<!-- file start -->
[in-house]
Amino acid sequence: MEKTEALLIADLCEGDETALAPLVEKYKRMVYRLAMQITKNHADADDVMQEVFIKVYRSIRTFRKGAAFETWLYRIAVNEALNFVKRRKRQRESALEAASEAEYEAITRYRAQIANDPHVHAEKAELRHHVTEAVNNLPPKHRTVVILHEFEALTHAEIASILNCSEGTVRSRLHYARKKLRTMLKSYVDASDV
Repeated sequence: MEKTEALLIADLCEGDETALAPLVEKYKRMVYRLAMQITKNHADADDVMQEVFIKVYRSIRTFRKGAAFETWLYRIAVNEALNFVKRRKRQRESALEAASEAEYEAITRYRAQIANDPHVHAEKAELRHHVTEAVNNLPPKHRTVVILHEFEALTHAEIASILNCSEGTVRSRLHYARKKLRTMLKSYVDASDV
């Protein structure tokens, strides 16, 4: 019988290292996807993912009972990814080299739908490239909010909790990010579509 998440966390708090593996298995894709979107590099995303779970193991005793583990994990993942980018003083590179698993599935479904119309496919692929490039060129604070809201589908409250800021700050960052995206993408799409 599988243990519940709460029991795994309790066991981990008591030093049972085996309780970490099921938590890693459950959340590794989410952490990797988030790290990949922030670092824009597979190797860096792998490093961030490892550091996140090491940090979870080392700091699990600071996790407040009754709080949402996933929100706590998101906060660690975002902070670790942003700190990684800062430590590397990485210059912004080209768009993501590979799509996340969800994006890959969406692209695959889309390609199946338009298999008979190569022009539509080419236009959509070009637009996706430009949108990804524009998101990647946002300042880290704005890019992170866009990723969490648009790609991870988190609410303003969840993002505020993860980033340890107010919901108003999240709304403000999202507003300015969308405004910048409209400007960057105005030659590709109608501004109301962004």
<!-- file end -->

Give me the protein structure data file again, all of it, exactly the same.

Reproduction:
[in-house]
Amino acid sequence: MEKTEALLIADLCEGDETALAPLVEKYKRMVYRLAMQITKNHADADDVMQEVFIKVYRSIRTFRKGAAFETWLYRIAVNEALNFVKRRKRQRESALEAASEAEYEAITRYRAQIANDPHVHAEKAELRHHVTEAVNNLPPKHRTVVILHEFEALTHAEIASILNCSEGTVRSRLHYARKKLRTMLKSYVDASDV
Repeated sequence: MEKTEALLIADLCEGDETALAPLVEKYKRMVYRLAMQITKNHADADDVMQEVFIKVYRSIRTFRKGAAFETWLYRIAVNEALNFVKRRKRQRESALEAASEAEYEAITRYRAQIANDPHVHAEKAELRHHVTEAVNNLPPKHRTVVILHEFEALTHAEIASILNCSEGTVRSRLHYARKKLRTMLKSYVDASDV
């Protein structure tokens, strides 16, 4: 019988290292996807993912009972990814080299739908490239909010909790990010579509 998440966390708090593996298995894709979107590099995303779970193991005793583990994990993942980018003083590179698993599935479904119309496919692929490039060129604070809201589908409250800021700050960052995206993408799409 599988243990519940709460029991795994309790066991981990008591030093049972085996309780970490099921938590890693459950959340590794989410952490990797988030790290990949922030670092824009597979190797860096792998490093961030490892550091996140090491940090979870080392700091699990600071996790407040009754709080949402996933929100706590998101906060660690975002902070670790942003700190990684800062430590590397990485210059912004080209768009993501590979799509996340969800994006890959969406692209695959889309390609199946338009298999008979190569022009539509080419236009959509070009637009996706430009949108990804524009998101990647946002300042880290704005890019992170866009990723969490648009790609991870988190609410303003969840993002505020993860980033340890107010919901108003999240709304403000999202507003300015969308405004910048409209400007960057105005030659590709109608501004109301962004």